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Dempsey on smoking ban: Chiefs need to weigh in

Jun. 21, 2014 - 09:48AM   |  
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A forcewide review of tobacco that could result in new restrictions on the sale and use of cigarettes is drawing some skepticism from the Defense Department’s top officer.

“I’m open-minded to the review, but … the chiefs will need to have a voice on this because of the effect on the force,” Army Gen. Martin Dempsey, chairman of the Joint Chiefs of Staff, told lawmakers this week.

Top Pentagon officials are examining current tobacco policies to determine whether they potentially threaten military readiness. The high-level review will be completed in August and will include input from the Joint Chiefs before it’s finalized.

Talk of sweeping new restrictions on tobacco — for example, banning it from Navy ships — have come mostly from the military’s civilian leadership, including Navy Secretary Ray Mabus, who is among the most vocal supporters, and Defense Secretary Chuck Hagel, who approved the controversial review in March.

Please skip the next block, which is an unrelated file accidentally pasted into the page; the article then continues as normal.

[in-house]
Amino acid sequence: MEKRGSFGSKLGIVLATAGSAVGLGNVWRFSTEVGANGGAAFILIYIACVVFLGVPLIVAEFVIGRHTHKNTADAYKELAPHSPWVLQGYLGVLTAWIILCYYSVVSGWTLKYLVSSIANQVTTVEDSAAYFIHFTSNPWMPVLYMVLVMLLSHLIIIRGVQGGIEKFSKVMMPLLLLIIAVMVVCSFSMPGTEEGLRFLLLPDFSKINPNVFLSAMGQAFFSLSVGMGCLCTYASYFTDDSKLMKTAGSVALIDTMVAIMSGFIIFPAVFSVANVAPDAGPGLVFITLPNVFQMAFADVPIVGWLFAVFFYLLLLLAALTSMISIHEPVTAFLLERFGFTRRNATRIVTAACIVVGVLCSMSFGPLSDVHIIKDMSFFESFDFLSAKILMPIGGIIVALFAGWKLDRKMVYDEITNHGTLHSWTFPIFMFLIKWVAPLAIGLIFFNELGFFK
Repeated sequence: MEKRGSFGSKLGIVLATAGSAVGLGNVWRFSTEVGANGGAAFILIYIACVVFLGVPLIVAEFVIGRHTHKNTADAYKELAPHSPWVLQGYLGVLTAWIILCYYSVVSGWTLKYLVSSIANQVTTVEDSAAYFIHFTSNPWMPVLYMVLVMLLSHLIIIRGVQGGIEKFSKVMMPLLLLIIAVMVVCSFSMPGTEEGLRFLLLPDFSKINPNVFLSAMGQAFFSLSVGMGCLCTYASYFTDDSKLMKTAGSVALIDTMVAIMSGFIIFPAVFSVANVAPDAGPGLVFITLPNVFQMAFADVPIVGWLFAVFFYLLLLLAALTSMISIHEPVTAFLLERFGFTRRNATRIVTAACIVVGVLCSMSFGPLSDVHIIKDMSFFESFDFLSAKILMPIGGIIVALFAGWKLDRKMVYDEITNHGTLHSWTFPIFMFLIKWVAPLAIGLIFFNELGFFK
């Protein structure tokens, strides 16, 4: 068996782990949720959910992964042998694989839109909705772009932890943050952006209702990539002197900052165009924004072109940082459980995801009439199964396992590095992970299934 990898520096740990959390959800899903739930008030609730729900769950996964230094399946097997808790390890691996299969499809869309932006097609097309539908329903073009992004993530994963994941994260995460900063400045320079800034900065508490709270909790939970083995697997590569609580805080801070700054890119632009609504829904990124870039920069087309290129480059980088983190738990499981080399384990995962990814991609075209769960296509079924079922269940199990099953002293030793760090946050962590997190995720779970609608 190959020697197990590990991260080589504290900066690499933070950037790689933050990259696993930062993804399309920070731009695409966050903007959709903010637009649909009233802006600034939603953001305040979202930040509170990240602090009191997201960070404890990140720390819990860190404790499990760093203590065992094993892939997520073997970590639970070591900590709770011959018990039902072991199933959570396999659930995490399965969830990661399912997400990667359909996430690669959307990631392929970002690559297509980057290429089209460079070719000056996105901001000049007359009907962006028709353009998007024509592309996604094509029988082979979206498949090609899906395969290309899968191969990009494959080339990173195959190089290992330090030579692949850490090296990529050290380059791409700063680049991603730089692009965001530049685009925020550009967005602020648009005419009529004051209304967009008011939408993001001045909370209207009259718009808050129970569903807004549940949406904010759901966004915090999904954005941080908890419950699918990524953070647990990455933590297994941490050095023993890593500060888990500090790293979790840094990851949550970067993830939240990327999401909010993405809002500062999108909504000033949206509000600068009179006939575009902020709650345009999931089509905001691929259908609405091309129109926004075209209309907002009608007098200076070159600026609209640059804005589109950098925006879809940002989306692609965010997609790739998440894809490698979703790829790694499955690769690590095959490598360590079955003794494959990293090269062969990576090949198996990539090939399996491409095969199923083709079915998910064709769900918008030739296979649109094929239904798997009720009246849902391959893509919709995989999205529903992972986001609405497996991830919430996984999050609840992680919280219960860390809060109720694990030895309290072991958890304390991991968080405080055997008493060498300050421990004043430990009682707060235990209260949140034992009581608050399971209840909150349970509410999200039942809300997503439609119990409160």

Dempsey’s comments came as one lawmaker suggested the Defense Department should eliminate the tax breaks and subsidies that make cigarettes and smokeless tobacco slightly cheaper on base.

Sen. Dick Durbin, D-Ill., cited research showing that smoking costs the Pentagon about $1.6 billion annually in medical costs and lost work time. He also noted that one in three troops who use tobacco started after joining the military.

“Why? Well, we make it easy,” Durbin said during a June 18 hearing of the Senate Appropriations Committee.

Dempsey said he is skeptical of any plan to intentionally raise the price of tobacco on base.

“We lead an uncommon life by choice,” Dempsey said. “All the things you’re talking about are legal and they are accessible and anything that makes anything less convenient and more expensive for our men and women in uniform, given everything we’re asking them to do, I’ve got concerns about,” Dempsey said at the hearing on Wednesday.

Lawmakers may weigh in on the issue, too. The House inserted into its version of the 2015 defense authorization bill a provision that would restrict the military from taking any action to limit or ban the sale of tobacco in commissaries or exchanges on any military installation or ship at sea.

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